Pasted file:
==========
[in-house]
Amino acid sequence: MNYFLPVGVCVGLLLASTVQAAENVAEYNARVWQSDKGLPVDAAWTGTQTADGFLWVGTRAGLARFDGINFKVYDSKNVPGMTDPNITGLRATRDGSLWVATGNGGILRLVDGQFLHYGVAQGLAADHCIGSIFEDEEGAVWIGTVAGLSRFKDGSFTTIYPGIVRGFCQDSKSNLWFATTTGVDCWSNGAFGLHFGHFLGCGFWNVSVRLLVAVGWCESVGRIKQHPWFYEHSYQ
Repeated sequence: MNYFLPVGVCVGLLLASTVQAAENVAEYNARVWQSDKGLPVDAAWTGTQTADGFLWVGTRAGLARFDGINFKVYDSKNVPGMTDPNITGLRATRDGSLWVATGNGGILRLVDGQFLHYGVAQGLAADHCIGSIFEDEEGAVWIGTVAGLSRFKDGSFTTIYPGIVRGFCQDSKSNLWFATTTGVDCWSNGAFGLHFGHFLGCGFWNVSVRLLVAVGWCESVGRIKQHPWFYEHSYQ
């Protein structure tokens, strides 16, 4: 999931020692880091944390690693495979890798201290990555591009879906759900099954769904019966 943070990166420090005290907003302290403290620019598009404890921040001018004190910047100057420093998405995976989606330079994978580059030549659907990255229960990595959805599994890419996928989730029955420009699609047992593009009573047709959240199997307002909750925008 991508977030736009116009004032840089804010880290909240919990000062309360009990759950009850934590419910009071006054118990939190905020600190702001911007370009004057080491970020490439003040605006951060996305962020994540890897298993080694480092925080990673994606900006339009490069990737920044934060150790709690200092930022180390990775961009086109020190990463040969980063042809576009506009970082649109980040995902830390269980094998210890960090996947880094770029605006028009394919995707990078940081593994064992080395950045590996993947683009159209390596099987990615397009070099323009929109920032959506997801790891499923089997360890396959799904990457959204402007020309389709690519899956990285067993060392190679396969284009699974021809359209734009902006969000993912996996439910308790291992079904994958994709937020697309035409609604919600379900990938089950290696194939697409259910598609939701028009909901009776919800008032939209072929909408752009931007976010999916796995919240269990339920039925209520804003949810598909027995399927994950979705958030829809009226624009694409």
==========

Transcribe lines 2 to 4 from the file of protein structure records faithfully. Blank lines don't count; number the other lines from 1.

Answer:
Amino acid sequence: MNYFLPVGVCVGLLLASTVQAAENVAEYNARVWQSDKGLPVDAAWTGTQTADGFLWVGTRAGLARFDGINFKVYDSKNVPGMTDPNITGLRATRDGSLWVATGNGGILRLVDGQFLHYGVAQGLAADHCIGSIFEDEEGAVWIGTVAGLSRFKDGSFTTIYPGIVRGFCQDSKSNLWFATTTGVDCWSNGAFGLHFGHFLGCGFWNVSVRLLVAVGWCESVGRIKQHPWFYEHSYQ
Repeated sequence: MNYFLPVGVCVGLLLASTVQAAENVAEYNARVWQSDKGLPVDAAWTGTQTADGFLWVGTRAGLARFDGINFKVYDSKNVPGMTDPNITGLRATRDGSLWVATGNGGILRLVDGQFLHYGVAQGLAADHCIGSIFEDEEGAVWIGTVAGLSRFKDGSFTTIYPGIVRGFCQDSKSNLWFATTTGVDCWSNGAFGLHFGHFLGCGFWNVSVRLLVAVGWCESVGRIKQHPWFYEHSYQ
């Protein structure tokens, strides 16, 4: 999931020692880091944390690693495979890798201290990555591009879906759900099954769904019966 943070990166420090005290907003302290403290620019598009404890921040001018004190910047100057420093998405995976989606330079994978580059030549659907990255229960990595959805599994890419996928989730029955420009699609047992593009009573047709959240199997307002909750925008 991508977030736009116009004032840089804010880290909240919990000062309360009990759950009850934590419910009071006054118990939190905020600190702001911007370009004057080491970020490439003040605006951060996305962020994540890897298993080694480092925080990673994606900006339009490069990737920044934060150790709690200092930022180390990775961009086109020190990463040969980063042809576009506009970082649109980040995902830390269980094998210890960090996947880094770029605006028009394919995707990078940081593994064992080395950045590996993947683009159209390596099987990615397009070099323009929109920032959506997801790891499923089997360890396959799904990457959204402007020309389709690519899956990285067993060392190679396969284009699974021809359209734009902006969000993912996996439910308790291992079904994958994709937020697309035409609604919600379900990938089950290696194939697409259910598609939701028009909901009776919800008032939209072929909408752009931007976010999916796995919240269990339920039925209520804003949810598909027995399927994950979705958030829809009226624009694409």